The truth is that it is the money-created-from-nothing that is the problem (the Cantillon Effect – named after the Irish economist Richard Cantillon of some three centuries ago) – but only minority of the people know the truth.

    This is also the case in Britain and the United States – the problem is not “the rich”, the problem is the money that is created from nothing.

    The money-created-from-nothing is used by the Corporations and wealthy individuals to buy up real assets (such as property) and squeeze out most people. It is the money-created-from-nothing that is the problem – not “the rich” as a concept.

    When people see the incredible gulf between the tiny elite in a city such as New York and the terrible poverty of so many other people they jump to the conclusion that private property and freedom of trade (!capitalism” to use the boo-term invented by socialists) that is to blame – but it is not, it is the money-created-from-nothing (the Credit Money), created by the banks and other financial entities, and backed up by the government in the shape of the Central Banks such as the Federal Reserve – or the Bank of England, or the European Central Bank.

    As for trying to “correct” this by the state stealing property…….

    That is the long term plan – first property becomes concentrated in a few hands (the “Woke” Corporations and so on) – then the left come along and say to most people (who no longer have any property) – “why should this small elite have property and you have none?”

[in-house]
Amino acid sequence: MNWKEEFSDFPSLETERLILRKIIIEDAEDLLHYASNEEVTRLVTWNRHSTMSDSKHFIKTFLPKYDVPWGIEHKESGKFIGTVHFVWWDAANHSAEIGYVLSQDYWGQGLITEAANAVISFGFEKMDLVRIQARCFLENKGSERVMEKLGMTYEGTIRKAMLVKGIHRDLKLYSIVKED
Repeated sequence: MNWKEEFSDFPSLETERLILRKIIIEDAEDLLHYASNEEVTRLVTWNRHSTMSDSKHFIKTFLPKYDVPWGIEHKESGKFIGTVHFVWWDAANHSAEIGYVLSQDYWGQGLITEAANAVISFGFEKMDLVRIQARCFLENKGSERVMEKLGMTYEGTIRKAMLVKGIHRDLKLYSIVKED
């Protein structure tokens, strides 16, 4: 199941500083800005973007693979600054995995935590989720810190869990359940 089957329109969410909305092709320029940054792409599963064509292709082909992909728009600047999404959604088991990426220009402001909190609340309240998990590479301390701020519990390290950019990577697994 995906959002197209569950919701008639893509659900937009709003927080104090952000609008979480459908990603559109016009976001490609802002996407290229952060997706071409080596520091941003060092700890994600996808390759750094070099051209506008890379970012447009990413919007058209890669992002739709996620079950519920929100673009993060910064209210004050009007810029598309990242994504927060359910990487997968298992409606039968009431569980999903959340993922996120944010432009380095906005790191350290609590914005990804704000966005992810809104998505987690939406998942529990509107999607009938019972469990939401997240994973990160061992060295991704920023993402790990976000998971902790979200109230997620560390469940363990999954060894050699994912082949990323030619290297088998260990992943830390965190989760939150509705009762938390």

But the plan is NOT to give back private property to ordinary people – the plan is for NOONE to have private property.

    First bankerism (Credit Bubble money-from-nothing ism) – then full Collectivism.

    By the way…..

    There is nothing wrong with lending out Real Savings for productive investment – the problem is that banking and other financial services stuff is no longer mostly about that. It is mostly about creating and using money-from-nothing rather than Real Savings. It is the money-from-nothing that forces up the prices of real assets (such as property) and concentrates ownership in a few hands.

  • AlfromChgo

    Bill Gates is reported to be the largest holder of farmland in the US.

    R Redford and cronies own or control a large swath of the stare of Montana.

    Investment funds both private office type and public have ben buy up large apartment complexes for the past four years in the US

  • XC

    @AlfromChgo – the Feds own about 30% of the overall land in the continental US (i.e. – not Hawaii or PR or Guam or …) and while a TON of that is in Alaska (60% IIRC owned by the feds) MT is about 1/3 owned by the Feds.

    Most of what is controlled (leases) or owned (land and/or mineral rights) in the west is useless as there are no water rights or the water rights have been stripped in the past. I have a buddy whose family owns something like half a million acres in TX but there is one stream crossing a corner, to which they have no grazing or growing rights. They can water their horses, I guess, if out riding. There is no (known) oil or shale under their land, but they stole it fair and square generations ago and they’re pretty attached to it.

    -XC

  • Tim Worstall

    The likely compensation cost – this is compulsory purchase, not the expropriation that Guardian article tries to call it – is about the annual budget of the City of Berlin. Good luck in selling that tax burden to the voters.

  • There are also reports in the German press of a “150% turnout”, so something appears to have gone wrong.

  • snag

    @Tim